Declines in health service use during the Coronavirus Disease 2019 (COVID-19) pandemic could have important effects on population health. In this study, we used an interrupted time series design to assess the immediate effect of the pandemic on 31 health services in two low-income (Ethiopia and Haiti), six middle-income (Ghana, Lao People’s Democratic Republic, Mexico, Nepal, South Africa and Thailand) and high-income (Chile and South Korea) countries. Despite efforts to maintain health services, disruptions of varying magnitude and duration were found in every country, with no clear patterns by country income group or pandemic intensity. Disruptions in health services often preceded COVID-19 waves. Cancer screenings, TB screening and detection and HIV testing were most affected (26–96% declines). Total outpatient visits declined by 9–40% at national levels and remained lower than predicted by the end of 2020. Maternal health services were disrupted in approximately half of the countries, with declines ranging from 5% to 33%. Child vaccinations were disrupted for shorter periods, but we estimate that catch-up campaigns might not have reached all children missed. By contrast, provision of antiretrovirals for HIV was not affected. By the end of 2020, substantial disruptions remained in half of the countries. Preliminary data for 2021 indicate that disruptions likely persisted. Although a portion of the declines observed might result from decreased needs during lockdowns (from fewer infectious illnesses or injuries), a larger share likely reflects a shortfall of health system resilience. Countries must plan to compensate for missed healthcare during the current pandemic and invest in strategies for better health system resilience for future emergencies.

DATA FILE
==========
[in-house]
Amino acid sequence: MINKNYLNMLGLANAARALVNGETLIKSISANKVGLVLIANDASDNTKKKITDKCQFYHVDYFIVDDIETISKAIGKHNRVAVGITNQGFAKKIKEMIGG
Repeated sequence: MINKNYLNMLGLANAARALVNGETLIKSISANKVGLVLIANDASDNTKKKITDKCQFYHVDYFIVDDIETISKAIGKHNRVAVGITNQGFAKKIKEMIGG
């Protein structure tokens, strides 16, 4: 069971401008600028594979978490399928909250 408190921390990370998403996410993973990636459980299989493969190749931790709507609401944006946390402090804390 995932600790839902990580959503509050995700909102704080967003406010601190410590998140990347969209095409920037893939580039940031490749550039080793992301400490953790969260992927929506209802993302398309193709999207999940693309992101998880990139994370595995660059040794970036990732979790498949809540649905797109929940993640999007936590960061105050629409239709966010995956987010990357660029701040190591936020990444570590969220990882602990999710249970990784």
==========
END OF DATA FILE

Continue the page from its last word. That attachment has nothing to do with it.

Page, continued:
Fetal movement trials: where is the evidence in settings with high-burden of stillbirths?